I got an email from a reader of my book asking me my opinion on what to charge for travel. What a terrific question. This is a topic that on the surface seems like one nobody would be interested in reading about. Then it occurred to me that everyone in this business has to do some sort of traveling (either by plane, train or automobile) and knowing how and how much to charge for that travel is key. It’s something we can take for granted that we shouldn’t. So, since I took the time to write him a response I figured, why not make it a blog post. So I did.
First, let me cover how I think you should approach it from a smart business point of view. Then I’ll tell you how I do it.
Gas and Time Cost Money
The subtitle says it all. When I arrived in GA after driving cross country from Silicon Valley, the price of a gallon of gasoline in my town was $1.29. I remember it specifically. The vision of the gas sign is clear in my head. This was awesome I thought. Back in Cupertino where we moved from, a gallon of gas was in the neighborhood of $2.50 to $2.75. That was 2.5 years ago.
Today, that same gasoline sign I saw as I pulled into my new neighborhood reads $3.49 (+/-). The price in Cupertino is about $3.80 and the national average is $3.60. My point is this: gasoline is expensive. It costs me about $65 to fill my tank and I have to fill it about every 10 days or so. If you do a lot of driving for a job, you should expect to be compensated for that travel.
There are two main schools of thought on the best way to be compensated for auto travel: time of travel or mileage reimbursement. If you choose the former, you simple multiply your hourly rate by however long it takes you to get to the job. Some people charge “door-to-door.” That means, the time they charge a client starts from when they walk out of their front door, to the time they walk back in. If the job is 30 minutes away and the gig is for two hours, they’ll charge the client for 3 hours of time. Some will factor in a “fair” commute time and deduct this from the total. That is how the IRS looks at it. Your commute to your daily job is technically not counted in the mileage you can deduct (assuming you use the mileage calculation system for your taxes).
The other method for charging the client is using a mileage allowance. According to the IRS site, the allowance for business travel is $0.51/mile. If the job is 100 miles away, they will charge $51 of travel. Given 100 miles could be a 2-hour drive, it’s obviously more beneficial to charge hourly.
Travel and Lodging
The other form of travel you will run into is when you have to fly somewhere and stay in a hotel. Again, there are two main schools of thought on this: have the client handle the planning and paying, or just build the cost right into your fee. In my experience, clients have preferred the latter. Give them one all-inclusive fee that covers all necessary travels costs, then YOU do the planning. Particularly for corporate clients who are already busy, they don’t want to add to their busyness by having to plan your travel schedule. When building these costs into your rate, make sure you cover all the bases. It’s easy to just get airline and hotel information and forget the other costs. Here’s a pretty good list of things to cover:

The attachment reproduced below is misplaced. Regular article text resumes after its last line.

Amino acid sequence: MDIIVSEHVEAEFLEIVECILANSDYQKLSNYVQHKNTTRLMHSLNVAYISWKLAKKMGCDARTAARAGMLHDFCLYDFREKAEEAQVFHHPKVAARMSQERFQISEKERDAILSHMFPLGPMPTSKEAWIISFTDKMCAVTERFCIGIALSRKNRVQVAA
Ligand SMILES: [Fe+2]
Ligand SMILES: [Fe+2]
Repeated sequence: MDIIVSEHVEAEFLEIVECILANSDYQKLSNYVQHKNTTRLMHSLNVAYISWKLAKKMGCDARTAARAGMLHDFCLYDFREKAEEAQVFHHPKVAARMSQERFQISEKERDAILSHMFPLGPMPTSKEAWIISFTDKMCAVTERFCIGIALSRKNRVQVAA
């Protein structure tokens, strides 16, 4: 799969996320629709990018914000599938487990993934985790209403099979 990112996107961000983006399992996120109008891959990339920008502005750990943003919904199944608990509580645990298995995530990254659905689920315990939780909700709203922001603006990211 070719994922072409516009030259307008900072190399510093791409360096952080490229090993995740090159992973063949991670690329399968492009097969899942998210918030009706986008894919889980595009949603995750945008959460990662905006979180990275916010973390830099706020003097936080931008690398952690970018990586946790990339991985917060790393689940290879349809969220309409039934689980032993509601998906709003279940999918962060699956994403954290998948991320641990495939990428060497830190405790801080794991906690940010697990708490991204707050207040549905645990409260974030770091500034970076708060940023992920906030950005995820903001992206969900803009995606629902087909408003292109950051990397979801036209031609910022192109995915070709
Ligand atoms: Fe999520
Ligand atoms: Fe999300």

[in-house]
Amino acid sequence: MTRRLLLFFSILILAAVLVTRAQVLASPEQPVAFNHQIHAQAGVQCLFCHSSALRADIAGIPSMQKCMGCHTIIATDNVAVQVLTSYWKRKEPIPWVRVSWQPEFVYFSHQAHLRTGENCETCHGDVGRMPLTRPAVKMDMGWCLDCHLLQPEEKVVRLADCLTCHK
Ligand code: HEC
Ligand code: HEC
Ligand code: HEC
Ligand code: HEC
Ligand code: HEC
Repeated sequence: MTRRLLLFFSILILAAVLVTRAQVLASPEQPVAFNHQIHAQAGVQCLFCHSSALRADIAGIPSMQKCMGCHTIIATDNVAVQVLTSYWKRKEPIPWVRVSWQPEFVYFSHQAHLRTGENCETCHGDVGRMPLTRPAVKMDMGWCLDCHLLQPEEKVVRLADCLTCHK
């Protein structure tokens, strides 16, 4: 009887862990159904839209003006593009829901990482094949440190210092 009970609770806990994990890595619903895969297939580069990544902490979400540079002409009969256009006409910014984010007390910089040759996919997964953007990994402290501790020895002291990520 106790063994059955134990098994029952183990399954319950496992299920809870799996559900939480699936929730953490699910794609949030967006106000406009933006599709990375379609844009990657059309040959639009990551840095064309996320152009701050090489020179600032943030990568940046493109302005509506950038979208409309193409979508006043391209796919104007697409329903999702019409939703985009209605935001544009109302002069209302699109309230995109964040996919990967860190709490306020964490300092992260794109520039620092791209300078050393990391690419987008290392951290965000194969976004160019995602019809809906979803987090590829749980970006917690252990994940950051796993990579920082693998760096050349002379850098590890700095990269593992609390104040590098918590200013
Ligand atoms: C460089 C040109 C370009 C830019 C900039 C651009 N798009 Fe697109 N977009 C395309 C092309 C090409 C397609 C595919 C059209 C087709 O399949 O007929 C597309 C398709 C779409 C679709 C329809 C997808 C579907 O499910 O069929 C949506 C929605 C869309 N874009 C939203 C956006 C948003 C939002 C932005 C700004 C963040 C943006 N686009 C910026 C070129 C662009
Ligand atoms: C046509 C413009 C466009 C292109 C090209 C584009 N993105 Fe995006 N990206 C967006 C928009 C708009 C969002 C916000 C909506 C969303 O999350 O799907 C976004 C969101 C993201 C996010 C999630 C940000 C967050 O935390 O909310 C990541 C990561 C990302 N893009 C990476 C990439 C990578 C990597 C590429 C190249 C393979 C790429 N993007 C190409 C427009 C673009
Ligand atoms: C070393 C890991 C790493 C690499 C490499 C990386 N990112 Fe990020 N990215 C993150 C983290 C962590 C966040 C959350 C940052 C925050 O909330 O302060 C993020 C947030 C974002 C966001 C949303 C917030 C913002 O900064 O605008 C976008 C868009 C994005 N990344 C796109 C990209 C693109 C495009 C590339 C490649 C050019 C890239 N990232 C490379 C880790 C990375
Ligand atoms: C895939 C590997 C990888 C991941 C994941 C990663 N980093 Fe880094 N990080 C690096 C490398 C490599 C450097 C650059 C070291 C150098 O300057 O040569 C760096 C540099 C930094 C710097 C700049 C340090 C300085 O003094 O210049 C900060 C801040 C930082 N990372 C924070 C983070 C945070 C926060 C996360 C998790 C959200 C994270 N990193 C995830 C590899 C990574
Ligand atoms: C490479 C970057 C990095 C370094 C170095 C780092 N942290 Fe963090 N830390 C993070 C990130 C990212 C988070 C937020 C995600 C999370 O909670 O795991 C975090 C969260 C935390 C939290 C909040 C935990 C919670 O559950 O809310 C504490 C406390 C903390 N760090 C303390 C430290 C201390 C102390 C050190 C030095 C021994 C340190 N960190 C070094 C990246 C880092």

- Airline costs (including any extra fees for travel sites or brokers)
- Extra baggage costs (BOTH WAYS)
- Bridge or expressway tolls
- Tips and Tolls
- Travel time to pick up and drop-off rented equipment or the shipping costs for rented equipment if you use a site like BorrowLenses.com or LensRentals.com.
Per Diem for Food and Downtime
When you travel to a location for a job, there will undoubtedly be down time, maybe even a lot of it. This is time when you are not actually working. Not the least of which is the time it actually takes you to travel to the location. That is time you are NOT working and as such, should also be factored into your travel rate. Most professionals I know use a set per diem rate for things like this. For example: let’s say you’re traveling out of town to shoot a corporate gig for three days. Two additional days may be lost due to travel. You could either charge your regular day rate for those travel days, or you could assign a set “travel per diem” rate that you use that is a little less (to be fair to the client, given wide-spread internet access, you could do plenty of work while traveling if you had to. I get through a lot of emails when on the road. Therefore, it’s okay to charge a little less for your traveling rate. It’s still time away from family so it’s worth being compensated for in some way). Whatever your daily per diem, it should also factor in the costs for your food.
How I Handle It
In the words of Montel Jordan, “this is how we do it”:
- I give clients an all-inclusive rate (i.e. travel and lodging are built into the rate I quote)
- For local jobs, unless my commute to a job is more than 90 minutes each way, I typically do not charge any additional travel. My thought process is that my regular fee is set so that I’m paid enough that I don’t have to charge a client for travel unless it’s really excessive. It’s a selling tool. No extra fees. When I do charge for travel, I use my hourly rates (which is higher than most, not as high as some.
That’s it. Simple.
A Word about Taxes
It seems appropos to throw in a note about how the IRS handles travel, meals and entertainment. You have an option to show on your books the actually prices paid for travel, et. al., or take standard deductions for mileage, meals and entertainment. When traveling out of town, the standard deduction amount is a set per diem for meals and entertainment based on the city. Read about it here. In most cases, this per diem may be higher than what you may actually spend. We use the per diem figures. Also note, as a business, you can only deduct 50% of meals and entertainment.